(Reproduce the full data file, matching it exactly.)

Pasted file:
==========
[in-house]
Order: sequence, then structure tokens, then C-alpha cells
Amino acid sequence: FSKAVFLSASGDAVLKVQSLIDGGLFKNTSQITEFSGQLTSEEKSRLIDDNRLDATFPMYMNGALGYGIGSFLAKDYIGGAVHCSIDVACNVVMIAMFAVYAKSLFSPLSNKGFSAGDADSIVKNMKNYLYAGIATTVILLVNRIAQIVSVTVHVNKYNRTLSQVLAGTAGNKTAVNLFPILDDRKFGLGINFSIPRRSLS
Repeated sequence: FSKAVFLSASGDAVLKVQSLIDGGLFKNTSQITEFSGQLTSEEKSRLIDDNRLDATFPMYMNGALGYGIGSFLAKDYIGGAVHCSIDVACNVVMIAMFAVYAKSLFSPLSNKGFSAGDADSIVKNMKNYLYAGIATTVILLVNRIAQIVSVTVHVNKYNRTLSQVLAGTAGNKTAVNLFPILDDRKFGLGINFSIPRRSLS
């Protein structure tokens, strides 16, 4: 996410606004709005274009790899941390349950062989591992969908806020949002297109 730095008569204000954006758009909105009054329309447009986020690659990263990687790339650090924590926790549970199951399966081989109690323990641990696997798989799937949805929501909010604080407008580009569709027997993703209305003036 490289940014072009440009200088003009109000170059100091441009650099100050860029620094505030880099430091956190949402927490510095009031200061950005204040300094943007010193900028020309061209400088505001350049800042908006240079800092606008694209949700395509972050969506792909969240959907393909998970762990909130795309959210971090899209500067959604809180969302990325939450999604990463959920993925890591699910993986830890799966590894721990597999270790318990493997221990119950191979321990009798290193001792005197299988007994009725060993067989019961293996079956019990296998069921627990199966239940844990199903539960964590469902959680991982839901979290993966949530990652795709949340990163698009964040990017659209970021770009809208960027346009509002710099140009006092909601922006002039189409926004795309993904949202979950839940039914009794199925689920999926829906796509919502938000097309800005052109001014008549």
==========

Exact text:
[in-house]
Order: sequence, then structure tokens, then C-alpha cells
Amino acid sequence: FSKAVFLSASGDAVLKVQSLIDGGLFKNTSQITEFSGQLTSEEKSRLIDDNRLDATFPMYMNGALGYGIGSFLAKDYIGGAVHCSIDVACNVVMIAMFAVYAKSLFSPLSNKGFSAGDADSIVKNMKNYLYAGIATTVILLVNRIAQIVSVTVHVNKYNRTLSQVLAGTAGNKTAVNLFPILDDRKFGLGINFSIPRRSLS
Repeated sequence: FSKAVFLSASGDAVLKVQSLIDGGLFKNTSQITEFSGQLTSEEKSRLIDDNRLDATFPMYMNGALGYGIGSFLAKDYIGGAVHCSIDVACNVVMIAMFAVYAKSLFSPLSNKGFSAGDADSIVKNMKNYLYAGIATTVILLVNRIAQIVSVTVHVNKYNRTLSQVLAGTAGNKTAVNLFPILDDRKFGLGINFSIPRRSLS
């Protein structure tokens, strides 16, 4: 996410606004709005274009790899941390349950062989591992969908806020949002297109 730095008569204000954006758009909105009054329309447009986020690659990263990687790339650090924590926790549970199951399966081989109690323990641990696997798989799937949805929501909010604080407008580009569709027997993703209305003036 490289940014072009440009200088003009109000170059100091441009650099100050860029620094505030880099430091956190949402927490510095009031200061950005204040300094943007010193900028020309061209400088505001350049800042908006240079800092606008694209949700395509972050969506792909969240959907393909998970762990909130795309959210971090899209500067959604809180969302990325939450999604990463959920993925890591699910993986830890799966590894721990597999270790318990493997221990119950191979321990009798290193001792005197299988007994009725060993067989019961293996079956019990296998069921627990199966239940844990199903539960964590469902959680991982839901979290993966949530990652795709949340990163698009964040990017659209970021770009809208960027346009509002710099140009006092909601922006002039189409926004795309993904949202979950839940039914009794199925689920999926829906796509919502938000097309800005052109001014008549």